upon his prolific 19 volumes of “Book of Angels”, I was instantly drawn by the remarkable rhythms, expression and virtuosity in the music.” Working closely with the artists of Ballet BC in creating the piece, she adopted a means of filtering “layers of improvisation and compositional work. We created a movement language that speaks to joy and a world that is rich with the whimsical and the absurd.” The Vancouver Sun has praised “Aniel” for its “seriously fun dancing, brilliantly built to the music’s down beat,“ with the dancers creeping and shuffling in huddles or prancing, lurching and tumbling across the stage.

A.U.R.A by Jacopo Godani | photo by Michael Slobodian

ographer, though she clearly made a policy decision to not hold sway when it comes to creating new pieces for the company. Molnar is interested in what she calls a “curated” company, where she commissioned a lively and current group of Canadian and international choreographers, including Johan Inger, Aszure Barton, Jorma Elo, and José Navas, to add to the celebrated roster. She is “unafraid to show audiences a variety and diverse range of work,” says Navas, who as resident choreographer recently created an updated version of “Giselle” for the company. For its Irvine Barclay debut, Ballet BC will be presenting a program showcasing two gifted European choreographers, France’s Mehdi Walerski (“Petite Céremonie”) and Italy’s Jacopo Godani (“A.U.R.A. - Anarchist Unit Related to Art”), as well as Molnar’s “Aniel”. “A.U.R.A. (Anarchist Unit Related to Art)” is an energetic explosion of dance highlighting the virtuoso dancers, with music by the Munich-based experimental industrial-electro duo 48nord. Dance Series support provided by

The Cheng Family Foundation Kari and Michael Kerr Sonnet Technologies

The piece, originally commissioned by Ballet Mainz in Germany, has had many sections re-choreographed by Godani for BC Ballet. The Georgia Straight calls A.U.R.A. “abstract and dizzying in its complexity—sophisticated but edgy.” Walerski created the elegant and witty “Petite Cérémonie,” set to music by Mozart, Puccini, and Vivaldi, in 2011 for the company. The choreographer said he was intent on developing a piece about a group of people searching “for the right space, the perfect balance. As a starting point I asked the dancers to tell me what ‘life in a box’ meant to them. This is what came out.” The Vancouver Observer commented, “The comedy, romance, suspense and visual stimulation made it a perfectly liberating performance.” Molnar’s own “Aniel” is a joyful, whimsical full-company piece, rooted in American avant-garde composer and saxophonist John Zorn’s “Book of Angels”, performed by the Cracow Klezmer Band – an accessible collection of short improvisatory arrangements, many of which are named for angels in Jewish tradition, including Aniel. The name is derived from the Hebrew, which translates as “Joy of God” or “Grace of God”. Molnar has explained her attraction to Zorn’s “ethereal and lyrical” work: “When I came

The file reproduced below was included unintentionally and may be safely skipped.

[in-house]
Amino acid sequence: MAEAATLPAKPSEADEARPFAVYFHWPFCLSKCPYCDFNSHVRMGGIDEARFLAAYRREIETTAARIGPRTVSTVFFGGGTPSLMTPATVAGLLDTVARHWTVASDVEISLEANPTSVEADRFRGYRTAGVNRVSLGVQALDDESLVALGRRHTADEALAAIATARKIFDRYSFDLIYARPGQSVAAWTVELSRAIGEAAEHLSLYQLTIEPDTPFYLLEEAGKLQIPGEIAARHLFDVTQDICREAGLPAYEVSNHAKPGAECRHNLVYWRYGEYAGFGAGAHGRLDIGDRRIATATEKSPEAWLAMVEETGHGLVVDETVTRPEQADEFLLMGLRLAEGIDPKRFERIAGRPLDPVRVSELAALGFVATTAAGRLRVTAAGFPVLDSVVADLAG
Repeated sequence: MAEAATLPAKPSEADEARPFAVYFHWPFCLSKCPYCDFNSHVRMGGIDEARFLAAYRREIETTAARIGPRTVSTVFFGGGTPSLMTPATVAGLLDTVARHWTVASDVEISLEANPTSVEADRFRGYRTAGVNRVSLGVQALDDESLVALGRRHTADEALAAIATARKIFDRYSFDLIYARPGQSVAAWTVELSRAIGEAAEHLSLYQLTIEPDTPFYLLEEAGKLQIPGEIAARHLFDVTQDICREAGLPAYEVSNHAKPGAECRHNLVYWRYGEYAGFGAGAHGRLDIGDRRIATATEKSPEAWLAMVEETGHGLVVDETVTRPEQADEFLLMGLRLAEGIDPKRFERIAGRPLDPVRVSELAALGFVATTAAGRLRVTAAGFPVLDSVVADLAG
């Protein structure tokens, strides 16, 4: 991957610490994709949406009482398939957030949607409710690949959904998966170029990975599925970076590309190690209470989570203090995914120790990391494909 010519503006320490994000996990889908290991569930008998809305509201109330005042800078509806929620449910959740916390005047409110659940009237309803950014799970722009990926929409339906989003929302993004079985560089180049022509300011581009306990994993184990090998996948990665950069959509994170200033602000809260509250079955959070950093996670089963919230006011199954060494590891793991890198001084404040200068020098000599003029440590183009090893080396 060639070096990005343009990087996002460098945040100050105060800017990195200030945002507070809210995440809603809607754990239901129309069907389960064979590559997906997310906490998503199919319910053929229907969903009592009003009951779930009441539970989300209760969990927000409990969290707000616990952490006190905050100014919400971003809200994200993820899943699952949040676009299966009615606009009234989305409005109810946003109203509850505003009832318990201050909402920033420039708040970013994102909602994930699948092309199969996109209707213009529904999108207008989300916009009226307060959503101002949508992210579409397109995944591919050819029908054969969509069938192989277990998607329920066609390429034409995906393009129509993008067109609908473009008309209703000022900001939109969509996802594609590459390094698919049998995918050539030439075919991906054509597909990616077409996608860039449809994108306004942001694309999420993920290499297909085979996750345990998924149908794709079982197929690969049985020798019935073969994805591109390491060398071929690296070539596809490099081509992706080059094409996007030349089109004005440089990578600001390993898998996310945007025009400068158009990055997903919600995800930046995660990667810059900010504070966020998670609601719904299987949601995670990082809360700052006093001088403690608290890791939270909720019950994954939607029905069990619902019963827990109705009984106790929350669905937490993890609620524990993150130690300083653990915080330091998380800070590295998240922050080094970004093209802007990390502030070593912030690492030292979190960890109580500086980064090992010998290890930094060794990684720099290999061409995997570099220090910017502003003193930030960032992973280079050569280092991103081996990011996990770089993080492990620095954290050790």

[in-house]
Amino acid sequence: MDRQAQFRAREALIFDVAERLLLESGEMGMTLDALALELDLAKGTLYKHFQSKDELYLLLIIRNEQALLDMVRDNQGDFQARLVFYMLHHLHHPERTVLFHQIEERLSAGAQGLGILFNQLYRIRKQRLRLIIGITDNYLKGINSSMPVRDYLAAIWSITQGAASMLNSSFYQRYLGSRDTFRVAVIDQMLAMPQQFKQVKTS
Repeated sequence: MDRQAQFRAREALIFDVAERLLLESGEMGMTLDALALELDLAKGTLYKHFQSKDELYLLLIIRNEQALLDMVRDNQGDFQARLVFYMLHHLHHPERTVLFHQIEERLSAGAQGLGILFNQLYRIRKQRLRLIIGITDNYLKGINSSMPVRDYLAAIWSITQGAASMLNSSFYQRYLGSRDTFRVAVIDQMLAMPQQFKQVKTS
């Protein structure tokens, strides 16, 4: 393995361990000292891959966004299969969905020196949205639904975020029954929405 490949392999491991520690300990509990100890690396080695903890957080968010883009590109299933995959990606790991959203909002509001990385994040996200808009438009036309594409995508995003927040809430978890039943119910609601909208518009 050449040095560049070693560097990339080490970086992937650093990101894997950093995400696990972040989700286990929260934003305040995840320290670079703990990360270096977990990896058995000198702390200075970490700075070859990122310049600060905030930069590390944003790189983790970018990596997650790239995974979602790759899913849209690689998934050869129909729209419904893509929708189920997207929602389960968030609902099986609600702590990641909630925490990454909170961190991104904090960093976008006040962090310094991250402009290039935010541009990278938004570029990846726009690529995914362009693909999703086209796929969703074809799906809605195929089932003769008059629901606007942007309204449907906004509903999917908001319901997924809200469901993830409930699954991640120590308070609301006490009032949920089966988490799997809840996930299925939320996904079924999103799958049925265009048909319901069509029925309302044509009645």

Emily Molnar is an artist who is enterprising and arguably daring when it comes to the long-term goals of Ballet BC. The company’s concerts are not lacking in adventure, but Molnar imbues her vision with a keen perspective: “I want my audience to feel something, and receive something from the work [we do],” she says. It’s a focused approach that’s defining Ballet B.C.’s current success, and it tells us why we’re glad the company’s been reborn. Philip Szporer is a Montreal-based lecturer, writer and filmmaker.

Aniel by Emily Molnar

photo by Michael Slobodian

IRVINEBARCLAYPRESENTS the 2012-13 International Contemporary Dance Series


Ballet BC: All fired Up for a U.S. debut